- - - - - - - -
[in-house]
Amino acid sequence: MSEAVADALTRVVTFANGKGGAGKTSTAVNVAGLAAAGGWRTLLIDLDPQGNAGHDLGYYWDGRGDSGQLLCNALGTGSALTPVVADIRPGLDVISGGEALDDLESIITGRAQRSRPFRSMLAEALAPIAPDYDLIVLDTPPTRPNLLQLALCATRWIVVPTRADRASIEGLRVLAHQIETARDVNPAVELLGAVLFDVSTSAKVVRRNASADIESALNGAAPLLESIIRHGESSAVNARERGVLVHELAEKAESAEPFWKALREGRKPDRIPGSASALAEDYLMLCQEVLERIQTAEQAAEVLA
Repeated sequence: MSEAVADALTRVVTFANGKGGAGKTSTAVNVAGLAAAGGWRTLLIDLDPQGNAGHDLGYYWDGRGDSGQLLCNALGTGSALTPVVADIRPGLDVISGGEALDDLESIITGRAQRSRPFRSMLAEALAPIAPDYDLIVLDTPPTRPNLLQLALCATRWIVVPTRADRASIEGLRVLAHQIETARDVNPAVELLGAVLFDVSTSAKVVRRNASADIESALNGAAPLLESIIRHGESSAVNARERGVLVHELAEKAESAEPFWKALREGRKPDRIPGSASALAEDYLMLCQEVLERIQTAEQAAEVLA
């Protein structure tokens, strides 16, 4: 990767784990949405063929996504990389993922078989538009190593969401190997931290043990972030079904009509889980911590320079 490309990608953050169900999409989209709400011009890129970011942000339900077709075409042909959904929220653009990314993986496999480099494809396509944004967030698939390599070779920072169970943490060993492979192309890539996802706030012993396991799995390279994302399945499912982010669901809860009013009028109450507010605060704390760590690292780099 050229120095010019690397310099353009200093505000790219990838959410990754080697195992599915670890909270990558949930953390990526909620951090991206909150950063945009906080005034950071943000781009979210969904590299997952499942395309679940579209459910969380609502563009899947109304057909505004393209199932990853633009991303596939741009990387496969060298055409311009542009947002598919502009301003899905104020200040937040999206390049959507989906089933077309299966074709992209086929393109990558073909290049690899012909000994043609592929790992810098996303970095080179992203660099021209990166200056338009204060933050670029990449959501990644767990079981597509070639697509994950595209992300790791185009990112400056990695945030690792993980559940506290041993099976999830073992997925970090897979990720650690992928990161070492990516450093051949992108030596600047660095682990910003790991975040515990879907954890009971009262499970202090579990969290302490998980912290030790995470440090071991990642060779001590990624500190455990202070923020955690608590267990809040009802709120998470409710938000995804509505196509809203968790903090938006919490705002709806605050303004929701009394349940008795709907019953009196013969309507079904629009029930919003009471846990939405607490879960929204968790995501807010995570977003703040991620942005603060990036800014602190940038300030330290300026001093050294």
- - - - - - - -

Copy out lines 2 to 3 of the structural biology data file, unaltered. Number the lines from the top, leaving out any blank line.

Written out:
Amino acid sequence: MSEAVADALTRVVTFANGKGGAGKTSTAVNVAGLAAAGGWRTLLIDLDPQGNAGHDLGYYWDGRGDSGQLLCNALGTGSALTPVVADIRPGLDVISGGEALDDLESIITGRAQRSRPFRSMLAEALAPIAPDYDLIVLDTPPTRPNLLQLALCATRWIVVPTRADRASIEGLRVLAHQIETARDVNPAVELLGAVLFDVSTSAKVVRRNASADIESALNGAAPLLESIIRHGESSAVNARERGVLVHELAEKAESAEPFWKALREGRKPDRIPGSASALAEDYLMLCQEVLERIQTAEQAAEVLA
Repeated sequence: MSEAVADALTRVVTFANGKGGAGKTSTAVNVAGLAAAGGWRTLLIDLDPQGNAGHDLGYYWDGRGDSGQLLCNALGTGSALTPVVADIRPGLDVISGGEALDDLESIITGRAQRSRPFRSMLAEALAPIAPDYDLIVLDTPPTRPNLLQLALCATRWIVVPTRADRASIEGLRVLAHQIETARDVNPAVELLGAVLFDVSTSAKVVRRNASADIESALNGAAPLLESIIRHGESSAVNARERGVLVHELAEKAESAEPFWKALREGRKPDRIPGSASALAEDYLMLCQEVLERIQTAEQAAEVLA